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Eritrea is a country with low improved sanitation coverage according to the Joint Monitoring Programme and is currently not on track to meet the MDG sanitation target of 54 % by 2015. A survey carried out in 2011 by the Ministry of Health in partnership with UNICEF showed the improved sanitation coverage (one that hygienically separates human excreta from human contact, such as flush/pour to piped sewer system, septic tank or pit latrine, ventilated improved pit (VIP) latrine, pit latrine with slap and composting latrines) in rural areas is only 16.3 %. Therefore, in order to meet the MDG sanitation target, an estimated 448,000 Eritrean households in rural areas will have to cease open defecation and construct and use their own latrines between 2011–2015.

Out of this recognition and the need to nationally scale up sanitation coverage, the Government of the State of Eritrea, with the support of UNICEF, adopted the Community Led Total Sanitation (CLTS) approach in late 2007.

Prior to the introduction of CLTS, sanitation interventions carried out in the country were focused on producing “high end” toilets with a subsidy that included five bags of cement, iron bars for reinforcement, vent pipes and re-useable moulds for the floor slab. Almost all of these were built using Government and/or donor funds as most families in the rural areas could not afford to build these types of toilets without support due to the high costs. As funds were limited and families were waiting for subsidies, very few toilets were built and the actual usage of the constructed latrines was not clear.

The adoption of the CLTS approach entailed a paradigm shift in hygiene and sanitation promotion. Consequently, it demanded a considerable amount of capacity building of all stakeholders and social mobilization at various levels. Therefore, the Ministry of Health, together with UNICEF (engaged an international consultant) conducted a training of trainers (ToT) on CLTS for 30 people in December 2007. CLTS was introduced in 2008 and in March of the same year, the Ministry of Health focused activities in the two pilot villages of Adi-Habteslus and Halibmentel.

To further entrench the programme, regional advocacy workshops on CLTS were carried out in six regions between July 2008 and February 2009. These were attended by more than 400 participants (including regional governors, sub-regional administrators, higher government officials, religious leaders, regional assembly members and implementers of sanitation programmes). These workshops helped generate much needed interest and created awareness of the CLTS approach, and as a result sub-regional administrators committed themselves to introduce CLTS in one village of each sub region.

In October 2008, the first pilot village (Adi Habteslus) achieved 100 % sanitation coverage with every household having and using a toilet. It declared Open Defecation Free (ODF) status during the National Sanitation and Hygiene Week (2008). The declaration ceremony was widely covered by the national media and this created further interest in the other regions. Additionally, the entire ceremony was documented and used in the advocacy workshop in one region, and in the subsequent nationwide training of 250 Public Health Technicians and implementers of CLTS prgoramme at sub regional level.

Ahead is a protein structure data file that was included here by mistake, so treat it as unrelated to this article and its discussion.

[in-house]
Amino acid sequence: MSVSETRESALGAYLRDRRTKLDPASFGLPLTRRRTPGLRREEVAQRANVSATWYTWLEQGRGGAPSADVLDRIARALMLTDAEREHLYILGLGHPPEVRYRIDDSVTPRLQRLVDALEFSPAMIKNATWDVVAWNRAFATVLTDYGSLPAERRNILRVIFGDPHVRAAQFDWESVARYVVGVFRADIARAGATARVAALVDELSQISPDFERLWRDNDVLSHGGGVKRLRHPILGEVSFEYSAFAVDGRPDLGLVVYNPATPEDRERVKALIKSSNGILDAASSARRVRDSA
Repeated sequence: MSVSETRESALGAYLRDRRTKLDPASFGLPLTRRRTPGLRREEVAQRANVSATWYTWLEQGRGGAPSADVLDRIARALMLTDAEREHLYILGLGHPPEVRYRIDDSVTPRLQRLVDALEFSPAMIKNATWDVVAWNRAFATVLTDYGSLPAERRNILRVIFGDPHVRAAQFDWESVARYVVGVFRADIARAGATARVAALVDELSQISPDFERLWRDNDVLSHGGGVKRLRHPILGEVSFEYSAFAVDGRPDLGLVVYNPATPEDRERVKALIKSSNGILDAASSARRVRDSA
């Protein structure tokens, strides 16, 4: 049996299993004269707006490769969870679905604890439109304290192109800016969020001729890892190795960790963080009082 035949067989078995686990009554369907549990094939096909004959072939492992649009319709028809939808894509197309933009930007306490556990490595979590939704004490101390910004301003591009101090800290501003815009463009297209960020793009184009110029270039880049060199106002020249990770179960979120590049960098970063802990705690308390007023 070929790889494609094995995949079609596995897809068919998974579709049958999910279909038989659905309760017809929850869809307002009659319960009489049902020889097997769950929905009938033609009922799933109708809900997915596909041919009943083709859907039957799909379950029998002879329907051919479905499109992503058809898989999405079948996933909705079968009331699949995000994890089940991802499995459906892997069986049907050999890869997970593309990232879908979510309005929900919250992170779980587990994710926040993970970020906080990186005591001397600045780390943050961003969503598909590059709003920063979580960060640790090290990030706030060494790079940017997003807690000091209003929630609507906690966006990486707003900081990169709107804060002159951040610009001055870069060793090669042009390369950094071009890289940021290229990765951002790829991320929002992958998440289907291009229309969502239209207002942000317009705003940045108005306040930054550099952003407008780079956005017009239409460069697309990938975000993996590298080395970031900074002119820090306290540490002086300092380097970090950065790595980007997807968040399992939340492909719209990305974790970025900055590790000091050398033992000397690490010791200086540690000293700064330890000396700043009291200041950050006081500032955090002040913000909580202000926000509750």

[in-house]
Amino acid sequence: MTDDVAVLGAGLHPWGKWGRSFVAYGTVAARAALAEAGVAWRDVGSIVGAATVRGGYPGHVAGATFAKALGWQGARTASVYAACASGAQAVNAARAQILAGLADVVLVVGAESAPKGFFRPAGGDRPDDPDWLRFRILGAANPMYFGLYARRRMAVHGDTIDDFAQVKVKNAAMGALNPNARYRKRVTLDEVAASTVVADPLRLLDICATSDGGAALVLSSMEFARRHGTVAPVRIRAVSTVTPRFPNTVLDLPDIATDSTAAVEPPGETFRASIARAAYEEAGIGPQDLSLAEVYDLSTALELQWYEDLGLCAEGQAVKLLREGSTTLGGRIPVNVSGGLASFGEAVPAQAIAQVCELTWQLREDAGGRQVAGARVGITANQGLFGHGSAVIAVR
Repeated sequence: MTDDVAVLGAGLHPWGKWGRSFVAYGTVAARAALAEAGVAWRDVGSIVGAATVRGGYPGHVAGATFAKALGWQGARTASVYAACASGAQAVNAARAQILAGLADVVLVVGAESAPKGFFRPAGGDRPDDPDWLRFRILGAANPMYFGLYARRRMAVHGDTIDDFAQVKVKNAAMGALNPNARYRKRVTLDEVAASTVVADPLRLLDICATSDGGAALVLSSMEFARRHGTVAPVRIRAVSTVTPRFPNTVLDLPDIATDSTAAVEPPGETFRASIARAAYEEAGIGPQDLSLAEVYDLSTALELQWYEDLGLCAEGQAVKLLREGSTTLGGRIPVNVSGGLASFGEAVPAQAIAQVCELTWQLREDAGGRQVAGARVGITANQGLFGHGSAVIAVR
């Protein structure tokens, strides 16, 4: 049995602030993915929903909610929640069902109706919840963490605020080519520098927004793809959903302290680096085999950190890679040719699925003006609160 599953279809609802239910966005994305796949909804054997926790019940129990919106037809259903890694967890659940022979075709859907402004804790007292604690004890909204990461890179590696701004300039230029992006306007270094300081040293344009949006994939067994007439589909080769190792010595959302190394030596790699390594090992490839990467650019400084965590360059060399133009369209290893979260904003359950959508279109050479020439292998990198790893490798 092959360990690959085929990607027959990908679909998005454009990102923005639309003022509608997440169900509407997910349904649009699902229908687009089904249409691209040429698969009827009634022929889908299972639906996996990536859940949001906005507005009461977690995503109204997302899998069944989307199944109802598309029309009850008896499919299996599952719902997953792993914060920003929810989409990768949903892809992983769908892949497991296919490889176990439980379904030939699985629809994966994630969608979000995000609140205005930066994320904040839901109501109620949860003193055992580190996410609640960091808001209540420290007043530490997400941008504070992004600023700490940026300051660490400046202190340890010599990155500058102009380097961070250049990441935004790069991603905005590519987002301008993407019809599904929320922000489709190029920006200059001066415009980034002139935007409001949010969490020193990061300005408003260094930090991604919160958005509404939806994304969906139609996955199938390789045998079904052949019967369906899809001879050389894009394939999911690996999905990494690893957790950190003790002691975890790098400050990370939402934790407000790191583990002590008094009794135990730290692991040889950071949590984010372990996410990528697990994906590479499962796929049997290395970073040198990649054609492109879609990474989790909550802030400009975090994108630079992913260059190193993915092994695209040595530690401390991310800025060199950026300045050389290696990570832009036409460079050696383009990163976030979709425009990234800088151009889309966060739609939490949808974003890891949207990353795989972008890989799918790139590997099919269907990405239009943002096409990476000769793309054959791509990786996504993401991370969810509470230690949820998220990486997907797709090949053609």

In early 2009, the Ministry of Health, through their Environmental Health Unit, was ready to go to scale with CLTS and launched a nationwide sanitation programme with the assistance of UNICEF in 46 villages. UNICEF in partnership with the Ministry of Health, facilitated the visit of Dr. Kamal Kar to Eritrea in June 2009 during which he carried out a review of the programme as well as advocacy to strengthen CLTS in the country. He supported the development of the necessary framework, implementation guidelines and training for enhanced and coherent implementation of CLTS. During his mission, a week-long national “hands-on” CLTS ToT training for 46 participants (Public Health Technicians, Sanitarians, community Integrated Management of Child Illnesses (IMCI) focal persons and nurses) from all over the country was conducted.

The Ministry of Health and UNICEF continue to partner to scale up CLTS interventions and to build the capacity of implementers in each region. As of May 2014, 869 villages out of 2,644 have been triggered in the six regions of the country with 489 villages (18 % of the rural villages) already declared Open Defecation Free. Since 2007 when the CLTS programme started in Eritrea, 146,700 households (or an estimated 733,000 people, 31 % of the rural population) have stopped open defecation in all the six regions of the country. More than 7,000 village health promoters have been trained. The National Rural Sanitation Policy and Strategy Direction was launched in October 2009 and this policy fully supports the CLTS approach.

(July 2014)